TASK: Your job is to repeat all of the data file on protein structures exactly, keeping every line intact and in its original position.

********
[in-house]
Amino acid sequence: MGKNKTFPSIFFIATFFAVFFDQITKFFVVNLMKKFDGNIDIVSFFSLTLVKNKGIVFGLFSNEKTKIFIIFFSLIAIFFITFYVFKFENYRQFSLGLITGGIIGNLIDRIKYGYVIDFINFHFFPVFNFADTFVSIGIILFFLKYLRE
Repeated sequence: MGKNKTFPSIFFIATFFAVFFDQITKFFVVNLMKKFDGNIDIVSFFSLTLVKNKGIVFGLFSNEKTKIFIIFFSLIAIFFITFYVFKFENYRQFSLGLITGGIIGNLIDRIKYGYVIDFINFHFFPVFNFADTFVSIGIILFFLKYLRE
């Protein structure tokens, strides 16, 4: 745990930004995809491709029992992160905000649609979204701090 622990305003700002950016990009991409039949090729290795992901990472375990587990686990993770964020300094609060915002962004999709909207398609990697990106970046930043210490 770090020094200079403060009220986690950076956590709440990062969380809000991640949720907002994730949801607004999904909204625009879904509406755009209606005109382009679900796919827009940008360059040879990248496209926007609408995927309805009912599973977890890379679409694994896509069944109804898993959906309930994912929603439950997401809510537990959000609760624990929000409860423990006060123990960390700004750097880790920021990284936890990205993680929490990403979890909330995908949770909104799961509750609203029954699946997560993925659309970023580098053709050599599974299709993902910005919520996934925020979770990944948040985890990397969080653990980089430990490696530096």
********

[in-house]
Amino acid sequence: MGKNKTFPSIFFIATFFAVFFDQITKFFVVNLMKKFDGNIDIVSFFSLTLVKNKGIVFGLFSNEKTKIFIIFFSLIAIFFITFYVFKFENYRQFSLGLITGGIIGNLIDRIKYGYVIDFINFHFFPVFNFADTFVSIGIILFFLKYLRE
Repeated sequence: MGKNKTFPSIFFIATFFAVFFDQITKFFVVNLMKKFDGNIDIVSFFSLTLVKNKGIVFGLFSNEKTKIFIIFFSLIAIFFITFYVFKFENYRQFSLGLITGGIIGNLIDRIKYGYVIDFINFHFFPVFNFADTFVSIGIILFFLKYLRE
């Protein structure tokens, strides 16, 4: 745990930004995809491709029992992160905000649609979204701090 622990305003700002950016990009991409039949090729290795992901990472375990587990686990993770964020300094609060915002962004999709909207398609990697990106970046930043210490 770090020094200079403060009220986690950076956590709440990062969380809000991640949720907002994730949801607004999904909204625009879904509406755009209606005109382009679900796919827009940008360059040879990248496209926007609408995927309805009912599973977890890379679409694994896509069944109804898993959906309930994912929603439950997401809510537990959000609760624990929000409860423990006060123990960390700004750097880790920021990284936890990205993680929490990403979890909330995908949770909104799961509750609203029954699946997560993925659309970023580098053709050599599974299709993902910005919520996934925020979770990944948040985890990397969080653990980089430990490696530096």